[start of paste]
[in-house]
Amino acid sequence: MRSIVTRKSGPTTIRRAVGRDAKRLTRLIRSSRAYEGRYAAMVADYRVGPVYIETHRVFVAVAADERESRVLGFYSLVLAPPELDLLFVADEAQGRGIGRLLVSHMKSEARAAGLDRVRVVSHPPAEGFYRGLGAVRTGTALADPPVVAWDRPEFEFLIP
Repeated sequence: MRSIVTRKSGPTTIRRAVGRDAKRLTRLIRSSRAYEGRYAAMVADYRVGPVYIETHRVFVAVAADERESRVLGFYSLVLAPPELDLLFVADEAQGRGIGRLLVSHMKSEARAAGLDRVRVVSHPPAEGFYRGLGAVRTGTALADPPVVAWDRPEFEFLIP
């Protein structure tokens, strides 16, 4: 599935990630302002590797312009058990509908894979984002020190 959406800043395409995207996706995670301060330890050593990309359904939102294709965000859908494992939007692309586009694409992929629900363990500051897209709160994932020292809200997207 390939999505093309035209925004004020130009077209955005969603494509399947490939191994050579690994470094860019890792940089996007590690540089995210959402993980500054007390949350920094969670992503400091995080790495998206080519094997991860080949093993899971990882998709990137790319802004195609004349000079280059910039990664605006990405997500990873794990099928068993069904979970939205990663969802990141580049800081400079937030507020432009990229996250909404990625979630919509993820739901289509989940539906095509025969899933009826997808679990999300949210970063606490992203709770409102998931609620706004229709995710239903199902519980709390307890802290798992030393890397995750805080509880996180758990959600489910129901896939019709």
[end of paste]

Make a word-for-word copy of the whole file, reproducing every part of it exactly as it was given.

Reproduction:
[in-house]
Amino acid sequence: MRSIVTRKSGPTTIRRAVGRDAKRLTRLIRSSRAYEGRYAAMVADYRVGPVYIETHRVFVAVAADERESRVLGFYSLVLAPPELDLLFVADEAQGRGIGRLLVSHMKSEARAAGLDRVRVVSHPPAEGFYRGLGAVRTGTALADPPVVAWDRPEFEFLIP
Repeated sequence: MRSIVTRKSGPTTIRRAVGRDAKRLTRLIRSSRAYEGRYAAMVADYRVGPVYIETHRVFVAVAADERESRVLGFYSLVLAPPELDLLFVADEAQGRGIGRLLVSHMKSEARAAGLDRVRVVSHPPAEGFYRGLGAVRTGTALADPPVVAWDRPEFEFLIP
């Protein structure tokens, strides 16, 4: 599935990630302002590797312009058990509908894979984002020190 959406800043395409995207996706995670301060330890050593990309359904939102294709965000859908494992939007692309586009694409992929629900363990500051897209709160994932020292809200997207 390939999505093309035209925004004020130009077209955005969603494509399947490939191994050579690994470094860019890792940089996007590690540089995210959402993980500054007390949350920094969670992503400091995080790495998206080519094997991860080949093993899971990882998709990137790319802004195609004349000079280059910039990664605006990405997500990873794990099928068993069904979970939205990663969802990141580049800081400079937030507020432009990229996250909404990625979630919509993820739901289509989940539906095509025969899933009826997808679990999300949210970063606490992203709770409102998931609620706004229709995710239903199902519980709390307890802290798992030393890397995750805080509880996180758990959600489910129901896939019709």